Specificity of face processing without awareness

Consciousness and Cognition 19 (1):408-412 (2010)
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Abstract

The recognition memory for inverted faces is especially difficult when compared with that for non-face stimuli. This face inversion effect has often been used as a marker of face-specific holistic processing. However, whether face processing without awareness is still specific remains unknown. The present study addressed this issue by examining the face inversion effect with the technique of binocular rivalry. Results showed that invisible upright faces could break suppression faster than invisible inverted faces. Nevertheless, no difference was found for invisible upright houses and invisible inverted houses. This suggested that face processing without awareness is still specific. Some face-specific information can be processed by high-level brain areas even when that information is invisible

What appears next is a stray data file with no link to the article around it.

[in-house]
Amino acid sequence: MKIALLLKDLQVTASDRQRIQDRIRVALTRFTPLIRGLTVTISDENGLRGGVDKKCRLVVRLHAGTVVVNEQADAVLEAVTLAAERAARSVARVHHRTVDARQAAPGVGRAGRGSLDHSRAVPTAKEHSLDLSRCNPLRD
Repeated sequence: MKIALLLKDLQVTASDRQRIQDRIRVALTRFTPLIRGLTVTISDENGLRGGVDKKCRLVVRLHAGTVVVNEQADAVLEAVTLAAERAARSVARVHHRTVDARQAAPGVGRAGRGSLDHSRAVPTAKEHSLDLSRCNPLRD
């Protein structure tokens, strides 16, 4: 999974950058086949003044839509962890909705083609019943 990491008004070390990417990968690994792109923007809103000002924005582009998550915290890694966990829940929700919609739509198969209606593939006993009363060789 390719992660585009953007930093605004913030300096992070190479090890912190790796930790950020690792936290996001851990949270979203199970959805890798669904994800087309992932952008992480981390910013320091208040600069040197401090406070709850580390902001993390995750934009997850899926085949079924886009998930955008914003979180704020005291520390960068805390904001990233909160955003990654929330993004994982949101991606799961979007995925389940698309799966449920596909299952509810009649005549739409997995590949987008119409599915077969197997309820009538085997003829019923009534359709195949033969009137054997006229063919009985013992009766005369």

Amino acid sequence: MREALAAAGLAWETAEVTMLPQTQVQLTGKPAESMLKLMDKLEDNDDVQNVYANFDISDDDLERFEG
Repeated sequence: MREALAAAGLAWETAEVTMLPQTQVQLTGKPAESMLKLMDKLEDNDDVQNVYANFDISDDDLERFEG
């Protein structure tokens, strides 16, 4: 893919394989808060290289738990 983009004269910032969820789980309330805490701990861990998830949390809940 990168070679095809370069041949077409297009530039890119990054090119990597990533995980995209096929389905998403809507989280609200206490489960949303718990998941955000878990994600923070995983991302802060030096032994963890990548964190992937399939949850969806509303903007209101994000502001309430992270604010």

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References found in this work

Looking at Upside-Down Faces.Robert K. Yin - 1969 - Journal of Experimental Psychology 81 (1):141.
Parts and Wholes in Face Recognition.J. W. Tanaka & M. J. Farah - 1991 - Bulletin of the Psychonomic Society 29 (6):520-520.
The Role of Temporal Cortical Areas in Perceptual Organization.D. L. Sheinberg & Nikos K. Logothetis - 1997 - Proceedings of the National Academy of Sciences Usa 94:3408-3413.

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